Participants at a Treasury Department panel on insurance regulation Friday offered divergent opinions about the role the new Federal Insurance Office should play.

Consumer advocates pointed to perceived gaps in the current regulatory system, while industry representatives complained about what they called duplicative and burdensome rules from the 50 states that serve as their main regulators.

Yet most of the speakers said the current system does well at ensuring that insurers stay solvent. They cited the small number of insurer failures stemming from the 2008 financial crisis relative to the troubles faced by other financial firms.

The panel is part of an effort by the director of the insurance office, Michael McRaith, to solicit input for a report to Congress on how to modernize and improve insurance regulation.

The report, due in January, was mandated by the Dodd-Frank Act, which also created the insurance office.

McRaith, who was appointed to head the Federal Insurance Office earlier this year, was previously a state regulator himself. He spent six years as director of the Illinois Department of Insurance.

John D. Johns, chief executive of life insurer Protective Life Corp., complained that the "current system is highly inefficient," while Markham McKnight, the head of the insurance agency within BancorpSouth Inc., said the process of being licensed to sell coverage in multiple states is "complicated, redundant and [an] unnecessarily costly quagmire."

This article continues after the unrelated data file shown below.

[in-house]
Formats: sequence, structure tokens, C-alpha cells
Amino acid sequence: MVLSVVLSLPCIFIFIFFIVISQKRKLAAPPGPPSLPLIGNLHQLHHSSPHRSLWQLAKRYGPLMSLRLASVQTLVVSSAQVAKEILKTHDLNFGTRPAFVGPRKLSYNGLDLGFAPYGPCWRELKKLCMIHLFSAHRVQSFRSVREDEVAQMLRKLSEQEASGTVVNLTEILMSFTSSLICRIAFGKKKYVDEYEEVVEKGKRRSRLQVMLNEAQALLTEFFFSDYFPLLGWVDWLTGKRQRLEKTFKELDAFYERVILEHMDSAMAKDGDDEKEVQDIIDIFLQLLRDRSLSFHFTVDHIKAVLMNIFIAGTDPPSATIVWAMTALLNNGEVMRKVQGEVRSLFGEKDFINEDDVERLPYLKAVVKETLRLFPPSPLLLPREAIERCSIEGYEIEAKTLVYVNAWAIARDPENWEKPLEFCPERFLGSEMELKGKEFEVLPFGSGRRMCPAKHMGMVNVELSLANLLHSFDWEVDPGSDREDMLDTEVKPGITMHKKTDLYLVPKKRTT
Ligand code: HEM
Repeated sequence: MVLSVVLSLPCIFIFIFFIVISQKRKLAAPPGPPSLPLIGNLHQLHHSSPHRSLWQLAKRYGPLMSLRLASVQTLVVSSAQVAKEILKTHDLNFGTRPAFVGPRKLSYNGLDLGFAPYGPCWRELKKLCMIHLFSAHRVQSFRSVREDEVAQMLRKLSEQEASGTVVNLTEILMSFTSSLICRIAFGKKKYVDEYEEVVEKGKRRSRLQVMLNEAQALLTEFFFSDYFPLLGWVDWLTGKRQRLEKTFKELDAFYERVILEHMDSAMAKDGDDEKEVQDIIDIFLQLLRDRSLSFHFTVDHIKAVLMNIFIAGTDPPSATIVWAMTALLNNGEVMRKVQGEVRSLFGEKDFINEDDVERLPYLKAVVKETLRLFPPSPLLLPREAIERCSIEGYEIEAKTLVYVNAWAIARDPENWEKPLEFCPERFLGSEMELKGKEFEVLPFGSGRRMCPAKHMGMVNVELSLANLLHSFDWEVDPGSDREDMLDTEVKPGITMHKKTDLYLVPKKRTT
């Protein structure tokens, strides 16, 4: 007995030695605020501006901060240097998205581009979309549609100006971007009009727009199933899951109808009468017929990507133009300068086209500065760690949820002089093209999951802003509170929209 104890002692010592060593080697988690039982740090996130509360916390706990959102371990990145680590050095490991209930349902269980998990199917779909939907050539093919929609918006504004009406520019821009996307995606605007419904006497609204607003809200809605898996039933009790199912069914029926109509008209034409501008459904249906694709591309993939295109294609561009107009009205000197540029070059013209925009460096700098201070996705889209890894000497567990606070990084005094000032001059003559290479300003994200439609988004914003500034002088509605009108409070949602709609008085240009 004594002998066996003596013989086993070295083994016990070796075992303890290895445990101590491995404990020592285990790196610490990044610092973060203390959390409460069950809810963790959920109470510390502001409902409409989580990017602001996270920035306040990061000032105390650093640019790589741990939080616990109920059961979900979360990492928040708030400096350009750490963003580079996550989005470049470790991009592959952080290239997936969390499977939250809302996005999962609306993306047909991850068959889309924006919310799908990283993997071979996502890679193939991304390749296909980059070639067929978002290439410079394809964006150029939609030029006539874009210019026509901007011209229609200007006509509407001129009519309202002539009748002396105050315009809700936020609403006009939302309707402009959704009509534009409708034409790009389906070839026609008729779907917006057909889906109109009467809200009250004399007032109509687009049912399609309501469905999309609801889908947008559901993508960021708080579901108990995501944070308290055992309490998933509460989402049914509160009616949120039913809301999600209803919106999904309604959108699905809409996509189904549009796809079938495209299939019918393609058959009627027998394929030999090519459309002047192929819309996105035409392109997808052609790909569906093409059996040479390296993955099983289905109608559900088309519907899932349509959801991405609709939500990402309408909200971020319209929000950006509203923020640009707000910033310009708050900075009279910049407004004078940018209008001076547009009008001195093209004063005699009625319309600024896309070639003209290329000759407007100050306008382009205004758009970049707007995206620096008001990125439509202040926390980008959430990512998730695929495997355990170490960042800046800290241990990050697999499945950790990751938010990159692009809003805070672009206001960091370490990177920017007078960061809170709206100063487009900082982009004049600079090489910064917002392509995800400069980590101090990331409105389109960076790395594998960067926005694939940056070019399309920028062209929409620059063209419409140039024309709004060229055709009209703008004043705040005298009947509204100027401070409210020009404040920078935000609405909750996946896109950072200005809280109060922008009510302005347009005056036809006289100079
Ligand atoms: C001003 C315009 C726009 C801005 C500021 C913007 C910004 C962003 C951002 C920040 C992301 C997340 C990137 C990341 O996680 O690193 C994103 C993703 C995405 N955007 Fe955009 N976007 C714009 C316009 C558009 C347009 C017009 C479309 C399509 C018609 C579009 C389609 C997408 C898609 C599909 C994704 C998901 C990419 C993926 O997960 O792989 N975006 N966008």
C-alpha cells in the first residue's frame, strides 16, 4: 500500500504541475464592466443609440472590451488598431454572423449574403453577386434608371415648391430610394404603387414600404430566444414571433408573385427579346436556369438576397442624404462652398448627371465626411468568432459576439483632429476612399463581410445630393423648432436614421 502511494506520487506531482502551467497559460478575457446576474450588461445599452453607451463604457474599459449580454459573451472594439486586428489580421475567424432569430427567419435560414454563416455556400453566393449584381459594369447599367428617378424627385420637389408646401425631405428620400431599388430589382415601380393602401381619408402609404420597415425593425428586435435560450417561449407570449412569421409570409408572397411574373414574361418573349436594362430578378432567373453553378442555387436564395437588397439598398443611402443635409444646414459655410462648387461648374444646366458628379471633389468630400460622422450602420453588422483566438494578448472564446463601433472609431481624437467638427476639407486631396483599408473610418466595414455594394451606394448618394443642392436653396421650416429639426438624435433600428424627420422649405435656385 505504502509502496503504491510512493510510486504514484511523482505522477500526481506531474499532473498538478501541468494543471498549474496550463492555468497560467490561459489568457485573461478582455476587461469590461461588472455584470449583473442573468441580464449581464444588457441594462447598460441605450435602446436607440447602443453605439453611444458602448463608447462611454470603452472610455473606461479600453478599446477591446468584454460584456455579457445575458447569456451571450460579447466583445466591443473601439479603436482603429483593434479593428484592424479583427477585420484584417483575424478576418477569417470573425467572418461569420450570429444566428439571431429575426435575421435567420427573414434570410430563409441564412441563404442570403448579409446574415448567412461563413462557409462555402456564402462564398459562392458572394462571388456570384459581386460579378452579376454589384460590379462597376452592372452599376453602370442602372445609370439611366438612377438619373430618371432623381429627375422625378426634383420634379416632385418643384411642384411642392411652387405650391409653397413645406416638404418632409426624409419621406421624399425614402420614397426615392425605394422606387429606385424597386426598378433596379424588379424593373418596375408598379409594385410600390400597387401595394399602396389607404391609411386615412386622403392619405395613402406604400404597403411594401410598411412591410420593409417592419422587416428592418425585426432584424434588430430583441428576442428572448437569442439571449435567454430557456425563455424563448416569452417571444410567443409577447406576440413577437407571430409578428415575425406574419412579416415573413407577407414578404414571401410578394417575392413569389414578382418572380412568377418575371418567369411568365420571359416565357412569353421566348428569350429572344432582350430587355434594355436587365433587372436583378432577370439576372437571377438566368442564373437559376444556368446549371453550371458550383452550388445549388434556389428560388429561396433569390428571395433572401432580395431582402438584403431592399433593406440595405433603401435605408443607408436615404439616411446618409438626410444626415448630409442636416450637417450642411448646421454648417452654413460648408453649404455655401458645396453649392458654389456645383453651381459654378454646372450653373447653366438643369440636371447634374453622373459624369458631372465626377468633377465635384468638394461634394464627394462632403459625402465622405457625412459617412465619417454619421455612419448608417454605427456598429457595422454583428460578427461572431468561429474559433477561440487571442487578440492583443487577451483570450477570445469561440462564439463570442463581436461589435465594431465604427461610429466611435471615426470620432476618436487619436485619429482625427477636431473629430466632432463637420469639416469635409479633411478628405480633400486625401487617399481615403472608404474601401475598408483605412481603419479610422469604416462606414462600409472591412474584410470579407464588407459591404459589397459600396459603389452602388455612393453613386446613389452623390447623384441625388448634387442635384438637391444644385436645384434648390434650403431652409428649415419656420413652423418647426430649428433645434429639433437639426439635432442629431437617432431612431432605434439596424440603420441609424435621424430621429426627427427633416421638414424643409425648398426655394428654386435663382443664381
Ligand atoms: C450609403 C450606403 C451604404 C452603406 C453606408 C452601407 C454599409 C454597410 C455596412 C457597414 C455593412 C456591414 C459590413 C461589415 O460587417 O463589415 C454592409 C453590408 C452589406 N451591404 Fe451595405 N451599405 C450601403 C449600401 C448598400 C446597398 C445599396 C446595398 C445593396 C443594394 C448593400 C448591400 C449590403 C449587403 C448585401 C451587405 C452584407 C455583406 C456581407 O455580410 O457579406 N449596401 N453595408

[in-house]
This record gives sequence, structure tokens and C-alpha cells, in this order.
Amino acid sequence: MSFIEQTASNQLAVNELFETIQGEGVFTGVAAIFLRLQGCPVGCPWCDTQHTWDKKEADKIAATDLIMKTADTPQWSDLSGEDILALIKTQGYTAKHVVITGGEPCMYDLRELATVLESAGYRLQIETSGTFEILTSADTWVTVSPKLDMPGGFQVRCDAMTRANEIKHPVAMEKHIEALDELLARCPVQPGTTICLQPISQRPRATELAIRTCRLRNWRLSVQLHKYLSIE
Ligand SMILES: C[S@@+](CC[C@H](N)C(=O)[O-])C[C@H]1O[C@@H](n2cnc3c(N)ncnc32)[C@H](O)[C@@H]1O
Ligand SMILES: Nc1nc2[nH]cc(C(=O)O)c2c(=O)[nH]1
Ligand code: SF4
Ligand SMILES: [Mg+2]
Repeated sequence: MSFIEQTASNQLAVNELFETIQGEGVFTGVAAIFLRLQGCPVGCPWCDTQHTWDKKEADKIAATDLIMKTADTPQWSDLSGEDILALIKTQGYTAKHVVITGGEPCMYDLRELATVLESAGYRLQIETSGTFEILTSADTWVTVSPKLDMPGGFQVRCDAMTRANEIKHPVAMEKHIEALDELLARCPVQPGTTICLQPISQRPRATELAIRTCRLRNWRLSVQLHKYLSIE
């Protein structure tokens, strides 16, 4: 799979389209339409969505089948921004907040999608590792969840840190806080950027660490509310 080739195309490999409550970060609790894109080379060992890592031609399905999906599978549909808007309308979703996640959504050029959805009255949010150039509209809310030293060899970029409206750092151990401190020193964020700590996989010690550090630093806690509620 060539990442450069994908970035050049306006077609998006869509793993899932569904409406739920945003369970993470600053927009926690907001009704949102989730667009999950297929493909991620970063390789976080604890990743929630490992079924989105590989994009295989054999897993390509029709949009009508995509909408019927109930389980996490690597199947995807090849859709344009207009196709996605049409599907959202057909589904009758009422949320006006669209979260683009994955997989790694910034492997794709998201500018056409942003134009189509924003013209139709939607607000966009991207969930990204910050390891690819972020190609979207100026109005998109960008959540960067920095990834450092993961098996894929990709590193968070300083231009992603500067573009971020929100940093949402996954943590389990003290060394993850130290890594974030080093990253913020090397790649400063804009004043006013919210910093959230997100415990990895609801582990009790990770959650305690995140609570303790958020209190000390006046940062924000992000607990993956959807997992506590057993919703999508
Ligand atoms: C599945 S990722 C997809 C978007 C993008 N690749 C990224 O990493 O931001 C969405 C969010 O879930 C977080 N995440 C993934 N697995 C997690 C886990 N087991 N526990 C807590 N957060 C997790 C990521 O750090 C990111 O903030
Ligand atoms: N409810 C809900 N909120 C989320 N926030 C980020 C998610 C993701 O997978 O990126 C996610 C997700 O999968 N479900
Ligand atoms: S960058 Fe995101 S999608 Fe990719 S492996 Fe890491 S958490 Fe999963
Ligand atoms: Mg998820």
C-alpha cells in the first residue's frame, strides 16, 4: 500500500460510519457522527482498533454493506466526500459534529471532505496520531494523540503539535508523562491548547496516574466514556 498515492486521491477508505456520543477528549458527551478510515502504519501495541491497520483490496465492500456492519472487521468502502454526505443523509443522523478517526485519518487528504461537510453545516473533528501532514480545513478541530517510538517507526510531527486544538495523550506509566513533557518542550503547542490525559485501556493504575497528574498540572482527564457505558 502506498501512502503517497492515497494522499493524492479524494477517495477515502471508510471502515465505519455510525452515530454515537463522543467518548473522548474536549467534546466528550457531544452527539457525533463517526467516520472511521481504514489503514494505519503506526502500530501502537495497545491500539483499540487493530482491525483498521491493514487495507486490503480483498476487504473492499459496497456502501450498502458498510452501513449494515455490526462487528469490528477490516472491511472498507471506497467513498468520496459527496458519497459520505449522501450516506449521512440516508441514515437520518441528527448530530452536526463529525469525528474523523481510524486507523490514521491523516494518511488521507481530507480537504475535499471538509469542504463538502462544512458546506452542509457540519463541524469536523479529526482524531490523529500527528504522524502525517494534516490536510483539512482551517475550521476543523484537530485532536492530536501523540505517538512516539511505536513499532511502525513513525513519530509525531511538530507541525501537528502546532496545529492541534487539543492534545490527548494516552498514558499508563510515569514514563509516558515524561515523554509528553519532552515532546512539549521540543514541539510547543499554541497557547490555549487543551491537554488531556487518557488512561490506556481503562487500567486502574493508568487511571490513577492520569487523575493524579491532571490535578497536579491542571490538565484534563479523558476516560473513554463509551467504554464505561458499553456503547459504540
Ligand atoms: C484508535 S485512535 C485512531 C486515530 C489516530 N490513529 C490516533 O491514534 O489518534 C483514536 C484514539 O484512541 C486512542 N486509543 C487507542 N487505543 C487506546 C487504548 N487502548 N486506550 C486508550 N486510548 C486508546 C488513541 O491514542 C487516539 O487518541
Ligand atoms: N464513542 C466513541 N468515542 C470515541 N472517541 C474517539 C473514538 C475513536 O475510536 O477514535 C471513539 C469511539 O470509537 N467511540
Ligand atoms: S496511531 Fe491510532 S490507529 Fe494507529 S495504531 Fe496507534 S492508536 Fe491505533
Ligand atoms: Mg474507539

McKnight called for a national registry to ease licensing requirements, while Johns proposed a "passport" system for insurance companies, overseen by the Federal Insurance Office, which would allow them to operate in multiple states while being regulated by one.

Daniel Schwarcz, a professor at the University of Minnesota Law School, said such a system would encourage a "race to the bottom."

"You can't have any system in which regulated entities have any choice over their regulators. That, to me, is one of the No. 1 lessons of the financial crisis," he said.

"The best approach," Schwarcz said, "is a hybrid approach … where there is no choice and where the federal government uses pressure to make sure the states act."

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